Interview with Roy Dotrice and Patrick Garland
BROADCAST: Sep. 25, 1970 | DURATION: 00:55:17
Discussing John Aubrey's "Brief lives" with actor Roy Dotrice and director Patrick Garland.
Tap within the transcript to jump to that part of the audio.
Studs Terkel One of the most exhilarating evenings of theater I've ever experienced took place the other night at the Arlington Park Playhouse. It's a one-man program, but that doesn't tell it. It's an actor, an astonishing one, Roy Dotrice, playing the role of a 17th Century British diarist named John Aubrey, and it's the thoughts of Patrick Garland, the director, he's the one who adapted it and found snippets, fragments in the life of Aubrey, and it tells us of a society, a picture of a society, a picture of ourselves, but mostly fantastic evening, and they're my two guests this morning. Roy Dotrice and Patrick Garland in a moment. The program after this
Roy Dotrice Gideon Delaun, apothecary to Mary, the queen mother, a very wise man, now decrepit, place for him in the chimney corner, slighted not only by his daughter, but by the cook and the maid, and here was a man that was master of his own estate. Alas and God's will it was not so in Queen Elizabeth's time. In those days youth bear respect to old age. In those days, the elders of the parish sat and beheld the pastimes of the young men, such as wrestling, shooting at darts, bowling, dancing, dancing. All this is now [lost? lust?], and pride, whoring, wantonnesses and drunkennesses, their servants like clowns too, like drunkards too. Britches of one sort, doublet of another, drabbled with the tears of the tankard and greasy. Oh, I foresaw and foretold all the late changes and can easily foresee what will follow. You'll, you see in me the ruins of time. The day is almost at an end for me. Truly I am glad of it, I desire not to live in this corrupt age. Alas and God's will, it was not so in Queen Elizabeth's time.
Studs Terkel A remarkable moment in an evening that's unforgettable. You heard at the beginning there's a song, a street singer outside this, well, I'll ask Pat Garland, the director of this and ['cause he wrote?], and Roy Dotrice, who you just heard as John Aubrey, this cluttered, this cluttered apartment, it's filthy, dirty, decrepit of this remarkable old man. And outside the street noise, and so the song that Buffy Ste. Marie was singing is a song that a street singer does in opening this evening of brief lives, and you heard Roy Dotrice at the end and suddenly age. Pat Garland, I know it's your idea that the, "It was not so in Queen Elizabeth's day." Who is Aubrey? We know -- we'll ask you about Roy in a moment. Who is Aubrey? How'd you come across Aubrey?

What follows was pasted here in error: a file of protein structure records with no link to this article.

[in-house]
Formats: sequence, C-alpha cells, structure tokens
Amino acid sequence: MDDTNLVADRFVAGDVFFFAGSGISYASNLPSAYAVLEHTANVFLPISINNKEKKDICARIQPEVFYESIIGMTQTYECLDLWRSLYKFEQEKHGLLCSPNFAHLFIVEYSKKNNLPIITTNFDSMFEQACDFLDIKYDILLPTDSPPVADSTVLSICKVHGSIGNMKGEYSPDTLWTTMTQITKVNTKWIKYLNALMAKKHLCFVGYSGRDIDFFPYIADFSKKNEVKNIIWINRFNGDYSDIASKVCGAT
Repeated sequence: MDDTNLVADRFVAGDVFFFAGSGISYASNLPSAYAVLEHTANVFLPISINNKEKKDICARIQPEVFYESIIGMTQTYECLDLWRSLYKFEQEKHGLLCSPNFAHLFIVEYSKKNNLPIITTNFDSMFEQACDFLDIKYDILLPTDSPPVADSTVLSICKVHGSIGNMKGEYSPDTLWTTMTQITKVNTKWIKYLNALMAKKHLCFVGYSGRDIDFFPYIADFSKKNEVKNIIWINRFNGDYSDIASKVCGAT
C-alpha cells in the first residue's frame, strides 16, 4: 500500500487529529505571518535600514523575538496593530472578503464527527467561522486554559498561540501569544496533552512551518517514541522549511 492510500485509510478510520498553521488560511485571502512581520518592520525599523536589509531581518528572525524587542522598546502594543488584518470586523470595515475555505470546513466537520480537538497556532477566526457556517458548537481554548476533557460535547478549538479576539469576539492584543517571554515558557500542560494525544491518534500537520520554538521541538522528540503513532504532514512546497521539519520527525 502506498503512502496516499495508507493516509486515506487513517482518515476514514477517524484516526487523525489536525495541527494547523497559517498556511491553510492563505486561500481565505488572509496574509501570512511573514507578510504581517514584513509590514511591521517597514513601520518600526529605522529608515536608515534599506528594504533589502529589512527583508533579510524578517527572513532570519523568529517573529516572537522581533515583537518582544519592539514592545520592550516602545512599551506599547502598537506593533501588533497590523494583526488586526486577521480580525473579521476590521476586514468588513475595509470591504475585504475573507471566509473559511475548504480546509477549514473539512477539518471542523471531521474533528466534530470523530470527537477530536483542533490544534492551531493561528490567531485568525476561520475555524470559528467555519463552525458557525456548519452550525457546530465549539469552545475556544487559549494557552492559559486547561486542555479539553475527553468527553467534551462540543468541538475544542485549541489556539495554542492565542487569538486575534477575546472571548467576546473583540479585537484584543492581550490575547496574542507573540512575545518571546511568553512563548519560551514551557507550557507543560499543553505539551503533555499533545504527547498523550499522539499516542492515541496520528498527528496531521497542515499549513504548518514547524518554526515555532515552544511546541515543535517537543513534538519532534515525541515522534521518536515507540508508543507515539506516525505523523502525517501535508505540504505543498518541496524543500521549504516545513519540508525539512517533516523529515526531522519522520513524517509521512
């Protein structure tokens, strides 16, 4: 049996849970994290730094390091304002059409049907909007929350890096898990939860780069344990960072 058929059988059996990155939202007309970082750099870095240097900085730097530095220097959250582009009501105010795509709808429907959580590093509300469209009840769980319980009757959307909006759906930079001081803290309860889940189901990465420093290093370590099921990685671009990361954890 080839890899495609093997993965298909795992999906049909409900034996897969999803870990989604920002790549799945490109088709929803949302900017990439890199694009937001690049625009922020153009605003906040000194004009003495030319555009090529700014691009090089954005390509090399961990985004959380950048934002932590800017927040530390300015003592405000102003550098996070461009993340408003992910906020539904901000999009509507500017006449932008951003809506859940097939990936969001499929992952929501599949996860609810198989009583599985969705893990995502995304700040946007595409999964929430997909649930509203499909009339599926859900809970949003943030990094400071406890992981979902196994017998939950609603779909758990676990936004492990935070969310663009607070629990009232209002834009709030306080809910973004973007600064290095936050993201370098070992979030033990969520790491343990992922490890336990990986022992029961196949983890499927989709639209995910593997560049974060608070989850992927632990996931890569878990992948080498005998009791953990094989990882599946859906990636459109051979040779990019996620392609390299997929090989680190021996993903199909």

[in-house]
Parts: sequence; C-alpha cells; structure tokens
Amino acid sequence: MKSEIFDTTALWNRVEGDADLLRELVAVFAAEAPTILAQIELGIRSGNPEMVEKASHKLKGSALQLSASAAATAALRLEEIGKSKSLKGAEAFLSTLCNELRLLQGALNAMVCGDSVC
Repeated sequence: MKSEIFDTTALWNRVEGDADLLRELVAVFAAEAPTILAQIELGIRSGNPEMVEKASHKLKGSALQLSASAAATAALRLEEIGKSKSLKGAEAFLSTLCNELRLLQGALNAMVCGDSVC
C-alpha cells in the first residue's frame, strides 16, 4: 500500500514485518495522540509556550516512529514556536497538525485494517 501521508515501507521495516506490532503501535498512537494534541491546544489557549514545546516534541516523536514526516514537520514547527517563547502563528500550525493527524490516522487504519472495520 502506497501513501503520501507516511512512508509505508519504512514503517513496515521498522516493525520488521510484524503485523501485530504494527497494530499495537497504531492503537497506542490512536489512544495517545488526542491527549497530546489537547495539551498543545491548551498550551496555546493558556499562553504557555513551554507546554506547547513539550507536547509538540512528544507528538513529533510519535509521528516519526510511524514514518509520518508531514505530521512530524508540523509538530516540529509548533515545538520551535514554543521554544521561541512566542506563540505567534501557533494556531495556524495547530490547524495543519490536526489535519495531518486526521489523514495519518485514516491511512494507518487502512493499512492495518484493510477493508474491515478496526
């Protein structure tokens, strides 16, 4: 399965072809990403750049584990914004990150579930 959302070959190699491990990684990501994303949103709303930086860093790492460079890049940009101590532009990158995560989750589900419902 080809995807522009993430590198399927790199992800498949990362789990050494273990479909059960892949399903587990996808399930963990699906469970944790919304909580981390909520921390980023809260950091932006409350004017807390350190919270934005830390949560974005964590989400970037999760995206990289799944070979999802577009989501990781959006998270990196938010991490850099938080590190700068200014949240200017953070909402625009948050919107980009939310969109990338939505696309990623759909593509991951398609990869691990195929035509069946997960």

Patrick Garland Well, he's, he was -- I say "was" because he no longer is, he was a relatively little-known biographer. He was known to students of English largely and enthusiasts. I wouldn't say that he didn't have a following, he did, but he was a minor memoire and gossip writer of the Jacobean and Caroline period. And in that extract that we heard Roy do, which he does so eloquently and movingly at the end, I would say it's a very interesting little comment to make on this that John Aubrey heard that. He is quoting not himself, but an old man called Thomas Tyndale, who was an old man in his 90s whom he knew, whose memories went back to Queen Elizabeth's time. And there I feel coming through the centuries you have the authentic voice of an Elizabethan, this extraordinary way that as a biographer once said about "the men with the ethics of pirates and the souls of great poets." This poetic speech and this feeling for the past, this nostalgia for the day that has vanished and won't come back again.
Patrick Garland Absolutely. Everything is so, so contemporary. I mean, we're still saying that. I mean, old people today are still railing against youth and saying, "In my days, youth [bear? pay?] respect to old age, will 'twas not so in my time, but things have changed very little over the centuries. And what I find so contemporary about it is that his own ideas about education which, you know, in those days when they believe, believed in beating children into submission
Patrick Garland Yes. I mean, his idea were that the school should be a house of play and pleasure, not of fear and bondage, and so many of his ideas and the stories that he tells about some of his tutors there, you know, if you remember Dr. Ralph Kettle, who was irreconcilable to long hair, called them hairy scalps.
Studs Terkel [Unintelligible] I thought of, I thought Aubrey was A.S. Neill. You see, as he was talking they sound like A.S. Neill of Summerhill, [including?] he said it should be a school -- a place, play of delight of joy and not of punishment, puniv--not of drudgery, this is Aubrey. And he was a -- you're talking now the time of Charles II, so 16-- Sixteen